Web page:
Tony Romo Shouldn't Rush Into the Broadcast Booth, He'll Be Fast-Tracked Whenever He's Ready

Kyle Koster

Tony Romo rumor season is underway and you’ve been warned not to trust anyone. The Dallas Cowboys would love to get something in return for the veteran via a trade. That is reportedly more of a wish than a realistic possibility.

A new wrinkle has been thrown into the Romo rumor mill over the past 24 hours.

That Fox Sports and others would be interested in Romo’s services as an in-booth analyst is not surprising. Anyone who has ever heard him speak in an interview thinks that such a transition has a high probability of success.

Romo turns 37 next month and is in the twilight of his career. At the same time, most think he can still offer a team playoff-caliber production. There is plenty of demand for both his on-the-field services and his charisma off of it.

If the reports are true and he’s released, he’ll no longer be weighing where to play — he’ll be weighing if playing will cause a significant detour on the path to big-game assignments.

Sports Illustrated’s Richard Deitsch offered some quick thoughts on Romo’s situation.

While it’s accurate to say that Lynch’s departed role is an attractive opportunity, it’s also important to note that networks have been willing to put big-name talent on the fast-track to the more attractive roles.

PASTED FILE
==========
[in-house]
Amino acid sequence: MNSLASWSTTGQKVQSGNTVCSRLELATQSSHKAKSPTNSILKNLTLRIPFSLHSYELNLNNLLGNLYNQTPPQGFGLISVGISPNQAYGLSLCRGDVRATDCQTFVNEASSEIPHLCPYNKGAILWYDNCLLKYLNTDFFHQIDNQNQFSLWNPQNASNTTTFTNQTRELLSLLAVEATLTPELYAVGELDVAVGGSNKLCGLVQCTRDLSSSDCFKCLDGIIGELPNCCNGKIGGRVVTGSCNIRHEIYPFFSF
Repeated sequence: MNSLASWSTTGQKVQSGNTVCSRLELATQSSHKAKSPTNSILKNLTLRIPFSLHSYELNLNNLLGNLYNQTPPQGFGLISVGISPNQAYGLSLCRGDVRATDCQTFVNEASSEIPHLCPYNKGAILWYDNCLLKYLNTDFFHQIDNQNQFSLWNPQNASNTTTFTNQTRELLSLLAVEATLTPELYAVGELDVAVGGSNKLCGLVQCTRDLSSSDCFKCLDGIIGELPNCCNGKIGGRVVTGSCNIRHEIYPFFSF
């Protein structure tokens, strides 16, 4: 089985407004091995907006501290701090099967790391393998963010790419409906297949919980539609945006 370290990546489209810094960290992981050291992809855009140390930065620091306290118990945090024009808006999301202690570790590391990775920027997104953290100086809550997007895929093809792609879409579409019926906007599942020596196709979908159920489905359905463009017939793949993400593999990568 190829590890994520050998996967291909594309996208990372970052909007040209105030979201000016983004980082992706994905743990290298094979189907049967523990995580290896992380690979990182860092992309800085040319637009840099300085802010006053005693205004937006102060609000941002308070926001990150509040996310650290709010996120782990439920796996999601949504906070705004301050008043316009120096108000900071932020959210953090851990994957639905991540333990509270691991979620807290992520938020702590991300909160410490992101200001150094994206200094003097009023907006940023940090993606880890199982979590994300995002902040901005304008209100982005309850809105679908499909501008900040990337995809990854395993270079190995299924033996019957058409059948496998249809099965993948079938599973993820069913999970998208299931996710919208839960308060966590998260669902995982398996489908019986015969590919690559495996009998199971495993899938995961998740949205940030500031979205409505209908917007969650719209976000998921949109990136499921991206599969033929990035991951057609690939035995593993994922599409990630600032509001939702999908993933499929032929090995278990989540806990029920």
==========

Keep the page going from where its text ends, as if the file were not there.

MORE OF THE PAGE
Grant Hill was a broadcasting neophyte when he was placed on a three-man team with Jim Nantz and Bill Raftery at the Final Four in 2015. The same can be said for Alex Rodriguez, a vital part of FS1’s World Series coverage.

In 2017, the bigger the name, the bigger the draw. Networks are playing the short game, not the long one. What’s the value of adding Romo to an broadcast booth and sticking him on the No. 4 broadcast?

It’s my belief that a network would get Romo in the biggest spot as soon as possible — that is, as soon as he shows he has the aptitude. With that in mind, I don’t think Romo should be feeling the pressure of a take-it-or-regret-it jump to behind the microphone.

Chasing a Super Bowl for two seasons, whether it be with the Houston Texans or Denver Broncos, is not a second career-killer. If he still has passion for football, he should be careful not to shut the door on that passion prematurely.

Talent and celebrity is a combination that will open doors in the entertainment industry. Romo figures to have both whenever he wants to make the jump.

Of course, since this is Romo rumor season, all of this could be a smokescreen. Always important to remember that.